Mahadev Govind Ranade was an Indian social reformer, a distinguished scholar and founding member of Indian National Congress. He was among the foremost reformers who denounced the caste system and untouchability. He advocated social reforms such as widow re-marriage, liberation of women and emancipation of the oppressed classes. As a judge, he exercised his powers to promote equality of the sexes, the spread of education, rescuing children and widows from social injustices, and protection of agricultural workers and land tenants from exploitation. He always advocated the use of constitutional and legal ways for attaining freedom and bringing in social reforms. Later, he became involved in the working of a number of institutions aiming at social, economic and political advancement of India such as the Poona Sarvajanik Sabha, the Social Conference, Industrial Conference and the Prarthana Samaj. As a founder member of the Indian National Congress, his influence was inescapable. He was also considered to be a great historian who played a decisive role in the modernization of the Indian economy. He also published books on Indian economics and on Maratha history. He considered Western education as a vital element for the formation of a new and progressive India. A reformer, lover of justice and a believer of equality among all, he inspired many other Indian social reformers through his works.
Childhood & Early Life
He was born on January 18, 1842 in Niphad, a Taluka town in Nashik district, Maharashtra in a Maharashtrian Chitpavan Brahmin family. His father was a minister.
At the age of six, he attended a Marathi school in Kolhapur and was later transferred to an English school in 1851. When he was 14, his father sent him to study in the Elphinstone College, Bombay.
He belonged to the very first batch of students in Bombay University. He acquired the B.A. degree in the year 1862 and then obtained L.L.B. from the Government Law School in 1866. He achieved distinctions in all his degree courses and remained a scholarship holder almost throughout his academic career.
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In 1871, he was appointed as the Presidency Magistrate, a rank for the fourth judge in the Bombay Small Causes Court.
In 1873, he became the first-class sub-judge at Pune and then in 1884, he was elected as the judge of the Poona Small Causes Court.
From 1885 he belonged to the Bombay legislative council until he became a member of the Bombay High Court in the year 1893.
In 1885, he also helped in the formation of the Indian National Congress Party, which essayed a major role in the independence movement of India. From 1887, he became a special judge under the Deccan Agriculturists' Relief Act.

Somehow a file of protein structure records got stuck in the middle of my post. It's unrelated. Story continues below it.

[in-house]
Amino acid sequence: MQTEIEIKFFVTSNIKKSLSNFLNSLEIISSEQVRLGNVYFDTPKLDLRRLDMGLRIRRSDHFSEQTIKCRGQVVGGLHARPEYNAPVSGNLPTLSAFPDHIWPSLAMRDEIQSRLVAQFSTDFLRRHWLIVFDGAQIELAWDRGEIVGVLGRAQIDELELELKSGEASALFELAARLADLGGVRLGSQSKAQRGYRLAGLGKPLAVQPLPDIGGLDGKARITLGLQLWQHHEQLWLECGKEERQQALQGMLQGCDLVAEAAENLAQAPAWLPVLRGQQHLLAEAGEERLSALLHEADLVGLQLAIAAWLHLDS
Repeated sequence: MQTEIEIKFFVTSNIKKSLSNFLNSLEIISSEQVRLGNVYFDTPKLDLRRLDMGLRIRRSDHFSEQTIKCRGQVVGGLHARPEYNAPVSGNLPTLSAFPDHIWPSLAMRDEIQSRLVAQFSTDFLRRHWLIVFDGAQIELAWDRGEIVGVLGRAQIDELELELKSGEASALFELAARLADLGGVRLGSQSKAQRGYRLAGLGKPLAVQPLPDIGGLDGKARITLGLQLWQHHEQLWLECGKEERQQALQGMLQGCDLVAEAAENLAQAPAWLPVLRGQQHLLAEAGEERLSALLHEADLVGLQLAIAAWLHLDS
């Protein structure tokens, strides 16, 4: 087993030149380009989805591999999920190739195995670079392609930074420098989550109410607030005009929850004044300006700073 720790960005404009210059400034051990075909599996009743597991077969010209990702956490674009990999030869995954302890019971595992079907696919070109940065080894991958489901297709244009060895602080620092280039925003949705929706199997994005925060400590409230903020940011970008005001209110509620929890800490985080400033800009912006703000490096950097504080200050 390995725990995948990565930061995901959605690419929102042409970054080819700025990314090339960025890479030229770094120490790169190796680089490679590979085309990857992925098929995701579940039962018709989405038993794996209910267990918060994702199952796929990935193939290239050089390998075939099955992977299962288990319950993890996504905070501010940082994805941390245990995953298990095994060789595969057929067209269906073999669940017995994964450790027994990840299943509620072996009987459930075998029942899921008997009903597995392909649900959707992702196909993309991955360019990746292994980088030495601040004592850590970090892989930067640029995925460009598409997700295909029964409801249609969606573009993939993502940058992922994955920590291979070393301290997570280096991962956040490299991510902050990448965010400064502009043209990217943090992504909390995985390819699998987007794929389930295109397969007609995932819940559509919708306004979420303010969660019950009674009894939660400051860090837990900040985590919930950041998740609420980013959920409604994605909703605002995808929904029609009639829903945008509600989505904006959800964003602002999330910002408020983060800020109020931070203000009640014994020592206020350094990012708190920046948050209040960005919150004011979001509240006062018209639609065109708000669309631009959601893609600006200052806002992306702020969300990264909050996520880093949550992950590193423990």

In 1897, he became a member of a committee which was allotted the task of tallying national and local expenditure along with necessary recommendations to stabilize the financial condition. For his services in the committee, he received the decoration of Companion of the Order of the Indian Empire.
Throughout his career, he also served at the positions of syndic and dean in arts at the Bombay University. He also encouraged the translation of standard English works and tried to introduce vernacular languages into the university curriculum.
He co-founded the ‘Prarthana Samaj’ with his friends Atmaram Pandurang, Bal Mangesh Wagle and Vaman Abaji Modak, to propagate theism based on the holy Vedas. He was also the founder of the Poona Sarvajanik Sabha and Ahmednagar Education Society.
He was instrumental in the establishment of the Social Conference movement, which worked against child marriages, the shaving of widows' heads, and spending heavily in marriages and other social functions.
He also published books on Indian economics and on Maratha history which includes ‘Rise of the Maratha Power' (1900).
His most noteworthy accomplishment was his continuous social and political efforts in order to reform the Indian society. He stressed on the rights of women and children and also fought against the caste system. He also contributed towards development of a stable economy by promoting the development of indigenous small industries.
Another major work which he undertook was the establishment of the ‘Prarthana Samaj’, a Hindu movement inspired by the Brahmo Samaj, advocating principles of enlightened belief based on the ancient Vedas. He was also one of the leading personalities behind the formation of Indian National Congress.
One of his notable works was the formation of the Social Conference movement, which he supported throughout his life. He actively supported widow remarriage and female education and raised his voice in support of abolition of child marriages.
Personal Life & Legacy
When his first wife died, he married a child bride, Ramabai Ranade, who he subsequently supported in receiving an education.
He died on January 16, 1901, due to angina pectoris, commonly referred to as chest pain, in Poona, India. After his death, Ramabai continued his social and educational reform work. He had no children.